|Publication number||US4128703 A|
|Application number||US 05/812,641|
|Publication date||Dec 5, 1978|
|Filing date||Jul 5, 1977|
|Priority date||Jul 5, 1977|
|Also published as||CA1100181A1, DE2829245A1|
|Publication number||05812641, 812641, US 4128703 A, US 4128703A, US-A-4128703, US4128703 A, US4128703A|
|Inventors||Ralph T. Mead, Wilson Greatbatch, Frank W. Rudolph, Norbert W. Frenz, Jr.|
|Original Assignee||Wilson Greatbatch Ltd.|
|Export Citation||BiBTeX, EndNote, RefMan|
|Patent Citations (7), Referenced by (15), Classifications (8), Legal Events (1)|
|External Links: USPTO, USPTO Assignment, Espacenet|
This invention relates to the conversion of chemical energy to electrical energy, and more particularly to a new and improved construction for lithium-iodine cells.
One area of use of the present invention is in providing electrical power to inaccessible devices in the human environment, for example to an implanted cardiac pacemaker, although the principles of the present invention can be variously applied. Lithium-iodine batteries are available for such use which advantageously have an open circuit voltage about twice that of the mercury cell, do not generate gas during operation, and have a non-corrosive electrolyte. The nature of the iodine-containing material such as an iodine complex is that it can tend to flow within the cell and possibly form a short circuit path between the anode collector lead and cathode. It is important to prevent such leakage, not only to maintain cell operation but also to prevent harm to a human body in which the cell may be implanted. It also is desirable to provide a cell having relatively high energy density.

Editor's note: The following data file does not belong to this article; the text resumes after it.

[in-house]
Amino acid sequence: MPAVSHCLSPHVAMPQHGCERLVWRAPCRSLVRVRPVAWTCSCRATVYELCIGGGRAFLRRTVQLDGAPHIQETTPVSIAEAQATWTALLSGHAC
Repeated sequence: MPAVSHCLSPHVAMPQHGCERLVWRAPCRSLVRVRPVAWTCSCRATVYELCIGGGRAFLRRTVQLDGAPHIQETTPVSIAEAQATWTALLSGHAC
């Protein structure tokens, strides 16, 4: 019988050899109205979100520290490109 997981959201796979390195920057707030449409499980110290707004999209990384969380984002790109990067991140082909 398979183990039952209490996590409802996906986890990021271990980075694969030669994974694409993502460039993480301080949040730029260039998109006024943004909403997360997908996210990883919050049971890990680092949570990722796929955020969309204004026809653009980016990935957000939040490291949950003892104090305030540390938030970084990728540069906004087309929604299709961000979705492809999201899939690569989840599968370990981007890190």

It is, therefore, an object of this invention to provide a new and improved construction for a lithium-iodine cell.
It is a further object of this invention to provide such a cell having a relatively high energy density.
It is a further object of this invention to provide such a cell wherein the anode current collector is completely sealed or shielded from the iodine-containing cathode material and from the cell outer casing.
It is a further object of this invention to provide such a cell wherein the lithium area therein is relatively large and the overall cell size is relatively small.
It is a further object of this invention to provide such a cell which has relatively few parts and requires a relatively short time to assemble.
The present invention provides a lithium-iodine cell comprising a casing of electrically conducting material, anode means including a lithium element within the casing, electrical conductor means operatively connected to the lithium element and extending out from the casing, and cathode means comprising iodine-containing material within the casing and contacting the lithium element. The casing serves as a cathode current collector, and the operative surface of the lithium anode element is provided with a coating of an organic electron donor material. The anode conductor means is completely sealed from the rest of the cell by means including an insulator element of material which is non-reactive with iodine enclosing the conductor within the casing and a ferrule element enclosing the conductor having a portion within the casing and a portion extending from the casing. The cathode material comprises a charge transfer complex of an organic electron donor material and iodine. During assembly the material can be introduced in heated form to the casing or can be introduced in solid form to the casing and then heated.